Co-host of the Talking Points radio show Elvin Grant has posited that the BVI could benefit from a law that would allow residents to remove elected leaders from office before the end of their term in office.
In situations where elected leaders are performing poorly, recall legislation would provide the public with mechanisms to boot them from office instead of waiting for a general election.
Grant said such a law would have come in handy this year, when the public saw a number of public officials who displayed behaviours they disapproved of.
During the Talking Points radio show aired on November 15. Grant asked former House of Assembly Speaker Julian Willock whether he would support such a law in the BVI.
In response, Willock said recall legislation isn’t necessary in the BVI as it is expensive and could cause instability in the territory, especially in cases where people would seek to remove more than one elected leader at the same time.
“We’re too small to talk about recall. Elections are every four years and I think the people of this country are wise to determine if an elected leader should stay or go after four years,” Willock explained. “What if you have a situation where you have to remove all 13 [representatives]? One has to think about our political stability. We’re a small-island state and we have our financial services industry.”
In rebutting Willock’s argument, host Damion Grange said he believes the BVI public have seen where “unreserved power goes to the heads of those who are elected sometimes.” He said he believes leaders would be more disciplined if they knew there were mechanisms to snatch power away before the end of their terms.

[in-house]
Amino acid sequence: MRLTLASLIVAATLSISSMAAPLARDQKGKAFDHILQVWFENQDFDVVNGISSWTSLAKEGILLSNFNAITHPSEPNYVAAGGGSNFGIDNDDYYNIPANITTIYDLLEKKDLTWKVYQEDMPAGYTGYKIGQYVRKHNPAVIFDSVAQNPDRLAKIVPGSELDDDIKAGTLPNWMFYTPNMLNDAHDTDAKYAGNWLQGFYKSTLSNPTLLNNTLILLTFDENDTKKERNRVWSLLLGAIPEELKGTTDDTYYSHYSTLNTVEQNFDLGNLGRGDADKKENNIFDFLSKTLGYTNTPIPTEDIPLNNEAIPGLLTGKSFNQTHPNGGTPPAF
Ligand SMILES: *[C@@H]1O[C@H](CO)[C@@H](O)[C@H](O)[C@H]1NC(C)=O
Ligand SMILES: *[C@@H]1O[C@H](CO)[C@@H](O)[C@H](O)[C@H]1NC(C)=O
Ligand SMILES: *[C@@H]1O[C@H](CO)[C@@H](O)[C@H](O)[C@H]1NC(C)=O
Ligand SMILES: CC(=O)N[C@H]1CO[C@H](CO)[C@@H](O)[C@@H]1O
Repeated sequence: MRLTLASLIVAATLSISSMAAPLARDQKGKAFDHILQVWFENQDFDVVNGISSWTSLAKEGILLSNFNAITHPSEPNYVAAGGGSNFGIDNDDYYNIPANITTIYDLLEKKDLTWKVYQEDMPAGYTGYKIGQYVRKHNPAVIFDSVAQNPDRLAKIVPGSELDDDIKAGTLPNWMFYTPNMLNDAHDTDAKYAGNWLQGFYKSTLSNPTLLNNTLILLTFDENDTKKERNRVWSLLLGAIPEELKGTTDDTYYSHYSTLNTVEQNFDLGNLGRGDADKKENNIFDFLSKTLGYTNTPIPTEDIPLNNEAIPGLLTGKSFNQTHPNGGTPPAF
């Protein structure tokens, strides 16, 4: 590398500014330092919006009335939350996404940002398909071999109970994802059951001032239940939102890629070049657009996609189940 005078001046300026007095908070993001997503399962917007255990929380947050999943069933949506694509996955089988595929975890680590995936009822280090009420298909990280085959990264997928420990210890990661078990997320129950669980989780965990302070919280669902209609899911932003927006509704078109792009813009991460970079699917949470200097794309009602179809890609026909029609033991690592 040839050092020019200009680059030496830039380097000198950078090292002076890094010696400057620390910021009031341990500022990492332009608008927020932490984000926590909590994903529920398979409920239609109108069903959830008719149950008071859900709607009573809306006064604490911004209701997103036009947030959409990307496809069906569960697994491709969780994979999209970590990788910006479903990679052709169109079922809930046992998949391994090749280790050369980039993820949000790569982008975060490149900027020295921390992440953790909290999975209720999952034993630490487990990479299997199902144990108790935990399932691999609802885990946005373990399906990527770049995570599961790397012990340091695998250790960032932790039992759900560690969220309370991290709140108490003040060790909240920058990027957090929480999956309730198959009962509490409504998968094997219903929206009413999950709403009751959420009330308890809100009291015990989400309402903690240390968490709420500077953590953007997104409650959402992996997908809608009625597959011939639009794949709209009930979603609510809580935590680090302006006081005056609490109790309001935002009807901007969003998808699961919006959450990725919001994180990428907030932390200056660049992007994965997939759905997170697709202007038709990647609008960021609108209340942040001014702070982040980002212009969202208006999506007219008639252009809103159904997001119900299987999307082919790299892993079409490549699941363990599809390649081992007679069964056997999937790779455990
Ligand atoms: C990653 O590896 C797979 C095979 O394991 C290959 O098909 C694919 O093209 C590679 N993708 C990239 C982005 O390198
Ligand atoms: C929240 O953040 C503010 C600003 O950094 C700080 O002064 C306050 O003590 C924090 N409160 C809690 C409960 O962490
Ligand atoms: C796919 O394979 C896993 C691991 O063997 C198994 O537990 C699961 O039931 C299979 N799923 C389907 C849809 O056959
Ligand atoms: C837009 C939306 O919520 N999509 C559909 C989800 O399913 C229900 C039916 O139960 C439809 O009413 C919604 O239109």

However, Willock insisted that a small island state like BVI isn’t ready for recall legislation and he drew on examples from larger jurisdictions in the Caribbean that function without such a law.
“Even in the Caribbean, where else do we have recall legislation? We don’t have it in St Kitts, Trinidad, Jamaica — and these are big jurisdictions. I know it’s in certain states like California. But it’s up to the [BVI] public and if that’s what they want overwhelmingly, I think it will make its way to the constitution,” Willock said.
The question of whether to introduce recall legislation in the BVI comes at a time when the public is being invited to share their views for consideration in the ongoing constitutional review process.
The topic of accountability among elected leaders has been hotly debated this year amid much turbulence in local politics and the Commission of Inquiry which found that the principles of good governance were being ignored in the territory for years. The government is now overhauling several of its systems and policies and restoring good governance in the territory.
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